- T560 Universal Design for Learning (fall)*
- H112 Cognitive Neuroscience and Education (spring)
- HT108 Individuality and Personalization in Education (spring)
- T543 Applying Cognitive Science to Learning and Teaching (spring)
- T563 Practicum in Implementing Universal Design for Learning (spring)*
Two courses from List 2 (or equivalent, 8 credits)
- Any courses from List 1
- A117 Implementing Inclusive Education (fall)*
- H140A Empirical Research in Psychology and Cognitive Neuroscience: Understanding the Literature (fall)
- H140B Empirical Research in Psychology and Cognitive Neuroscience: Planning and Designing (fall)
- H611 Moral Adults: Moral Children (spring)*
- H700 From Language to Literacy (fall)
- HT500 Growing up in a Media World (fall)
- S121 Art and Understanding (fall)
- T514 Multi-Modal Learning Analytics (fall)
- T550 Designing for Learning by Creating (fall)
- T600 Thinking and Learning Today and Tomorrow: Project Zero Perspectives (fall)
- HT107 Topics in Educational Psychology (winter)
- A314 Redesigning Education Systems for the 21st Century: A Workshop (spring)
- AH103 Educational Outcomes in Cross-National and Cross-Cultural Perspectives (spring)*
- H118 Bilingualism: Language and Cognition (spring)*
- H137 Emotion in Development and Learning: Usable Knowledge, Variability, and Context (spring)
- H306 Beyond Grit: Noncognitive Factors in School Success (spring)
- H606 Mindfulness for Educators (spring)
- H614 Understanding Truth, Beauty, and Goodness: The Core of a Good Education (spring)
- H860 Reading Difficulties (spring)
- HT510A Machine Learning and Human Learning: Education at the Intersection of Artificial Neural Networks and Neuroscience (spring, 2 credits)
- HT113 Research Practicum for Microschools (January)
- T010D Education as a profession: A critical examination (spring)
- T139 Investigating Learning and Teaching Through Close Collaborative Examination of Student and Teacher (spring)
- T517 Immersive Learning: Virtual Augmented, and Mixed Realities (spring)
- T519 Digital Fabrication and Making in Education (spring)
- T553 Learning, Teaching and Technology (spring)
Electives (12+ credits)
Electives can be HGSE courses or courses taken through cross-registration.
*One of your MBE courses or one of your electives must fulfil the Diversity, Equity, and Inclusion Requirement. MBE courses listed above with an asterisk may be be used to fulfil this requirement, as may courses listed here: DEI 2017 (pdf)
Electives and Cross-Registration
For your three elective courses, not only can you enroll in any course at HGSE, but any course at Harvard. Cross-register for courses in cellular biology, cognitive neuroscience, and linguistics in the Harvard Faculty of Arts and Sciences or explore the impact of research on education policy in the Harvard Kennedy School. You can even cross-register for courses at MIT.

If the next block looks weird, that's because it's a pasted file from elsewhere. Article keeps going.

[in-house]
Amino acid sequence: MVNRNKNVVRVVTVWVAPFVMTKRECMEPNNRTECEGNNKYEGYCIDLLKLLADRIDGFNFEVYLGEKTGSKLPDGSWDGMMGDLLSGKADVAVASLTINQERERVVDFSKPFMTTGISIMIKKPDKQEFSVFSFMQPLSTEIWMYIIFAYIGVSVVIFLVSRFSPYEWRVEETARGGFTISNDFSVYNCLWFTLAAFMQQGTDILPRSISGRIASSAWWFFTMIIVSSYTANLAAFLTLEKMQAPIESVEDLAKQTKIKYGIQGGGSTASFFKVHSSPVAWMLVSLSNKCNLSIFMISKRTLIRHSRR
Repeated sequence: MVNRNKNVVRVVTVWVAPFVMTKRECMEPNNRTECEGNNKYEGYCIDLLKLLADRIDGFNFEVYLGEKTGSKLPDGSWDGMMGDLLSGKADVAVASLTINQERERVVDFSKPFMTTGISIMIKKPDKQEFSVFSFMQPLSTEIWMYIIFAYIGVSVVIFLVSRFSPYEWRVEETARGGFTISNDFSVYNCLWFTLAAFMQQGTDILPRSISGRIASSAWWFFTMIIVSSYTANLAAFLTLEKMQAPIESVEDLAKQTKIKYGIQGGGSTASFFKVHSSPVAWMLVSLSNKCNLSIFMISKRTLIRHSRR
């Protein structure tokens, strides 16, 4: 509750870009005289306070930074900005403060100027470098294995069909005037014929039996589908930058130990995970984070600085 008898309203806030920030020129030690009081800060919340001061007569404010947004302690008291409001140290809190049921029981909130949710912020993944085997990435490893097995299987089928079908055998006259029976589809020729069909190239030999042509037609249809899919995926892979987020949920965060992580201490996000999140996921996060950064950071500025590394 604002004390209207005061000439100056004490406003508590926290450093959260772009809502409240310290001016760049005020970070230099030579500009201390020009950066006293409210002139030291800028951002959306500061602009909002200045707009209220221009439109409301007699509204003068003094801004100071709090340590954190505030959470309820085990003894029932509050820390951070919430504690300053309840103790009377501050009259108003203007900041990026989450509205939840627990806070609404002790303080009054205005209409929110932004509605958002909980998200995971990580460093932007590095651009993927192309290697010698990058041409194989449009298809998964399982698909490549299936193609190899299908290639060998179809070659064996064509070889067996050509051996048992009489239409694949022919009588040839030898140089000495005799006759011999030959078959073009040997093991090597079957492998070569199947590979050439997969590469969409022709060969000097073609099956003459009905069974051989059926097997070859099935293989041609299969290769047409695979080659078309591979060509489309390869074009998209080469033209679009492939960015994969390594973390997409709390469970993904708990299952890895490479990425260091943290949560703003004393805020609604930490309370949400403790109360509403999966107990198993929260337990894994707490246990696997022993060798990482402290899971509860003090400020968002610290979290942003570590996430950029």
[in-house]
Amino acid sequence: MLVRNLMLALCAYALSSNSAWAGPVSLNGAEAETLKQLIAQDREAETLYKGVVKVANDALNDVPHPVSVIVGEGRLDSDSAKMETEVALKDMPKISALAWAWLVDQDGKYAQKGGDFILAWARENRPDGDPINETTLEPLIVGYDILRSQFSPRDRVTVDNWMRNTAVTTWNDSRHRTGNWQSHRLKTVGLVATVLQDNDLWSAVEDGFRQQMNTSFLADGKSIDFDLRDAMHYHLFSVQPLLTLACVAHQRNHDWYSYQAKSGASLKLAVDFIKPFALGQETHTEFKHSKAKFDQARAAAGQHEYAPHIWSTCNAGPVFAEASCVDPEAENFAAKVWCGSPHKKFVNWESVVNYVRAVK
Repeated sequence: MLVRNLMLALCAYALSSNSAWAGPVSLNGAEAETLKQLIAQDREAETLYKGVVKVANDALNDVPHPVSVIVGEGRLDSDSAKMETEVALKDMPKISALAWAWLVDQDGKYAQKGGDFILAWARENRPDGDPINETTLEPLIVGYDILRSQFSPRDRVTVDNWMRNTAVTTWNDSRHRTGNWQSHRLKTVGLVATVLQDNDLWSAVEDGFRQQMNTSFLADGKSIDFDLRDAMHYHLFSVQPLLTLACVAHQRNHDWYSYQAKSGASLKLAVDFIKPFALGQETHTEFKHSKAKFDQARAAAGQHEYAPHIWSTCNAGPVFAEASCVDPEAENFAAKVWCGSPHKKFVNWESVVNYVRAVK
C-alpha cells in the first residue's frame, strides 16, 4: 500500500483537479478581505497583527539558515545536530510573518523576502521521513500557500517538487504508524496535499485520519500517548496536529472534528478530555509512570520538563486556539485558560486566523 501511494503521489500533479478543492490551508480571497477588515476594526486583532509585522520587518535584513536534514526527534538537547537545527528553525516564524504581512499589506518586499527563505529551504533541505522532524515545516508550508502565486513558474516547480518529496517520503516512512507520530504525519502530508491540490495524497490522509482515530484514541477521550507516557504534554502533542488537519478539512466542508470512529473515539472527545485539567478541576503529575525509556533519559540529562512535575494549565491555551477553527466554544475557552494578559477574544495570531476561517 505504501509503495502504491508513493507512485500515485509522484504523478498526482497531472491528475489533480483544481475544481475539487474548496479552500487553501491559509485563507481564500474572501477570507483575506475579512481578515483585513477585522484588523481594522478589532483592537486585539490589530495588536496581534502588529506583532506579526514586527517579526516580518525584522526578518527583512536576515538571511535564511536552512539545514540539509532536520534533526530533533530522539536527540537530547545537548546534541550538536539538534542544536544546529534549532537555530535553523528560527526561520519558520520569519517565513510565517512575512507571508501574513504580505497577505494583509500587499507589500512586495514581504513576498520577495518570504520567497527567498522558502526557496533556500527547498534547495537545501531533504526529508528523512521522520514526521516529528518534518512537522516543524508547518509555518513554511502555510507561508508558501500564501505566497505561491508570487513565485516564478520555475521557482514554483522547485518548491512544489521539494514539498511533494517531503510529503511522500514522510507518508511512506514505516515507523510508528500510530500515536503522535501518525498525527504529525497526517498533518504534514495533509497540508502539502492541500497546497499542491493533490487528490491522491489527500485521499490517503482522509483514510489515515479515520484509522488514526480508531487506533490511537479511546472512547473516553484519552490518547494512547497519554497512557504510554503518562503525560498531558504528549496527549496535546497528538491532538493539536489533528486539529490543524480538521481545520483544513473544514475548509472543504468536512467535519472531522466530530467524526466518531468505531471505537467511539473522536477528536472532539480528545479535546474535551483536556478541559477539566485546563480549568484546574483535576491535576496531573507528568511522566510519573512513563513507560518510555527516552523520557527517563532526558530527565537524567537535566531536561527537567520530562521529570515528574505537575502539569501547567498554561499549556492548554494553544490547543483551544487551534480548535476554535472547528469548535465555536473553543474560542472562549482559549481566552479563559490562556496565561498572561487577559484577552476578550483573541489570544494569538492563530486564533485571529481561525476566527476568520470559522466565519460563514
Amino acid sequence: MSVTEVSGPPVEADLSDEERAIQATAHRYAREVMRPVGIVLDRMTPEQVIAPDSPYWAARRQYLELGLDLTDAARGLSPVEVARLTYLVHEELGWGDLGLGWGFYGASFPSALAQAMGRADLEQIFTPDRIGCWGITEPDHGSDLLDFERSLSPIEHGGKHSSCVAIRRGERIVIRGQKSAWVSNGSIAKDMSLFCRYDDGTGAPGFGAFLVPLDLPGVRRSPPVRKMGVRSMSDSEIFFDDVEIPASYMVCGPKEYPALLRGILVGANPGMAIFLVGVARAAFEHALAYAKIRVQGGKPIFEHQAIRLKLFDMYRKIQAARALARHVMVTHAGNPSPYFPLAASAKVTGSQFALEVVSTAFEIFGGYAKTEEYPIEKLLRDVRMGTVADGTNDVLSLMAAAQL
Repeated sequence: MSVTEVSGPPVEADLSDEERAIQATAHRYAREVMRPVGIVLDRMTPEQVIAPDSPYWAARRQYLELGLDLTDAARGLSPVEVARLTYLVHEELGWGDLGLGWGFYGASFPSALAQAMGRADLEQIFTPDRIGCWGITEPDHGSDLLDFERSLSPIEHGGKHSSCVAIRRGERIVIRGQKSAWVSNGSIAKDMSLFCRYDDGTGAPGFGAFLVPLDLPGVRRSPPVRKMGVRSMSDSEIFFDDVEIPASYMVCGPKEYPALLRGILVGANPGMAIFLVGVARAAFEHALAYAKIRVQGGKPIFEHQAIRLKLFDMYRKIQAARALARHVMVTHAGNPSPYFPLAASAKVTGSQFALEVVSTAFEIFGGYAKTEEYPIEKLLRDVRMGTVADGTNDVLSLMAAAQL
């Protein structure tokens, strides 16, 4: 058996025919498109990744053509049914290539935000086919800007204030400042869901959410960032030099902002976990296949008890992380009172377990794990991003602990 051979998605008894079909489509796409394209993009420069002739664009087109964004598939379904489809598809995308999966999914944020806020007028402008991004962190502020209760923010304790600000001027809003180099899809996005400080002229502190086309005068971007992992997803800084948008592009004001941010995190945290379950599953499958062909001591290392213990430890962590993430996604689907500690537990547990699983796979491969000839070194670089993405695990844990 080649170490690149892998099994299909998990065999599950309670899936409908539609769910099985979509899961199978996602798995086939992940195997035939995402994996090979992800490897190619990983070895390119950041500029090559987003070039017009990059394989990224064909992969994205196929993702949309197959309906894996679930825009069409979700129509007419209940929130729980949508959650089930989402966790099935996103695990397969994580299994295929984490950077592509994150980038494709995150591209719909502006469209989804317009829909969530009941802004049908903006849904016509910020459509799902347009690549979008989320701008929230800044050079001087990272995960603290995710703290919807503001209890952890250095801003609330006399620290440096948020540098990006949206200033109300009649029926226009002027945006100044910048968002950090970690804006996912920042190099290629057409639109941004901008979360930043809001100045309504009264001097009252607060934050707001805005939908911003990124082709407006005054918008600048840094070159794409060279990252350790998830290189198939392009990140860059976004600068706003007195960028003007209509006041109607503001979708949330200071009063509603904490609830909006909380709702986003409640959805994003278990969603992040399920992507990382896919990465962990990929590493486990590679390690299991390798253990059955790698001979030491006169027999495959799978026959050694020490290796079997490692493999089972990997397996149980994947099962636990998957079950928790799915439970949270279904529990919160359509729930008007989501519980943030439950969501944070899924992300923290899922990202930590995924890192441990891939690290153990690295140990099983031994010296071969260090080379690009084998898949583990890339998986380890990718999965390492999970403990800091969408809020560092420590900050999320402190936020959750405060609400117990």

Harvard faculty members are some of the leading voices in the fascinating new field of mind, brain, and education. Todd Rose is doing pioneering work in the science of individuality. Gigi Luk and the B.E.E. Lab are exploring how the cognitive impact of bilingualism extends across the lifespan. And Jon Star is studying the development of flexibility in mathematical problem solving. Learn more about our extraordinary faculty and how they will help you reach your academic and professional goals.
As one of the only graduate programs in America that combines biology, cognitive science, and education, we attract an impressive mix of researchers and professional educators. The research-focused MBE students arrive with highly diverse academic backgrounds and often go on to complete doctoral work in the field. They are joined by teacher s, school administrators, and educational policymakers who want to integrate scientific research in their practice. Together, the MBE cohort forms a rich and diverse learning community in which to explore exciting possibilities for the future of education.
MBE graduates are thought leaders and innovators who are actively integrating the fields of biology, cognitive science, and education. Alumni teach. They work for state departments of education helping to draft policies that are supported by research in the cognitive sciences. They are doctoral students and faculty members conducting groundbreaking research at colleges and universities around the world. They work for educational software companies, universities, early childhood centers, and nonprofit research organizations. Together, they are putting a new field of inquiry into practice to improve the effectiveness of teaching and the impact of learning.
MBE graduates work at organizations like:
If you have questions about the admissions process or want to learn more about the benefits of the Mind, Brain, and Education program, please contact our admissions liaison Emily Mendes at email@example.com or 617-495-3414. If you have specific questions about MBE program requirements, please contact program administrator Mandy Farhoodi-Moberger at firstname.lastname@example.org or 617-496-1568.